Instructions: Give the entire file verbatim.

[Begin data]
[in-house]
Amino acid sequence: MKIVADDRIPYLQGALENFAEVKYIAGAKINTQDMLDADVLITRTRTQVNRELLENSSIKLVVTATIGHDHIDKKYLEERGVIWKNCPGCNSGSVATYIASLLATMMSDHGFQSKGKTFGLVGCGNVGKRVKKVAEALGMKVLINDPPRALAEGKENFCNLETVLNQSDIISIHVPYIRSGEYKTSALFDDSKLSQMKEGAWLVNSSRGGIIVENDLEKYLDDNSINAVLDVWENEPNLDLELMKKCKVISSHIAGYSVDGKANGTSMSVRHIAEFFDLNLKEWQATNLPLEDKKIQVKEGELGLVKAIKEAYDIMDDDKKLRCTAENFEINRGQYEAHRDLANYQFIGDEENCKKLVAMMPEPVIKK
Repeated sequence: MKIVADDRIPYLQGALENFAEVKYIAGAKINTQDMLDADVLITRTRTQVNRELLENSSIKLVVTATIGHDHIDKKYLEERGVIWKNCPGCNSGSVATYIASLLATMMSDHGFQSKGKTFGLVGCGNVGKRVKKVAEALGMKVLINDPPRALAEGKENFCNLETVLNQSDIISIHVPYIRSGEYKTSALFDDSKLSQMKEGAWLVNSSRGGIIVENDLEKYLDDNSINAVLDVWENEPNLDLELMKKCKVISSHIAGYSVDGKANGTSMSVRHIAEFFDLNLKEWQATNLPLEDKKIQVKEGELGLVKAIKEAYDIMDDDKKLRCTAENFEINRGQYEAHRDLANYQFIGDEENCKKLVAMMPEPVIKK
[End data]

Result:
[in-house]
Amino acid sequence: MKIVADDRIPYLQGALENFAEVKYIAGAKINTQDMLDADVLITRTRTQVNRELLENSSIKLVVTATIGHDHIDKKYLEERGVIWKNCPGCNSGSVATYIASLLATMMSDHGFQSKGKTFGLVGCGNVGKRVKKVAEALGMKVLINDPPRALAEGKENFCNLETVLNQSDIISIHVPYIRSGEYKTSALFDDSKLSQMKEGAWLVNSSRGGIIVENDLEKYLDDNSINAVLDVWENEPNLDLELMKKCKVISSHIAGYSVDGKANGTSMSVRHIAEFFDLNLKEWQATNLPLEDKKIQVKEGELGLVKAIKEAYDIMDDDKKLRCTAENFEINRGQYEAHRDLANYQFIGDEENCKKLVAMMPEPVIKK
Repeated sequence: MKIVADDRIPYLQGALENFAEVKYIAGAKINTQDMLDADVLITRTRTQVNRELLENSSIKLVVTATIGHDHIDKKYLEERGVIWKNCPGCNSGSVATYIASLLATMMSDHGFQSKGKTFGLVGCGNVGKRVKKVAEALGMKVLINDPPRALAEGKENFCNLETVLNQSDIISIHVPYIRSGEYKTSALFDDSKLSQMKEGAWLVNSSRGGIIVENDLEKYLDDNSINAVLDVWENEPNLDLELMKKCKVISSHIAGYSVDGKANGTSMSVRHIAEFFDLNLKEWQATNLPLEDKKIQVKEGELGLVKAIKEAYDIMDDDKKLRCTAENFEINRGQYEAHRDLANYQFIGDEENCKKLVAMMPEPVIKK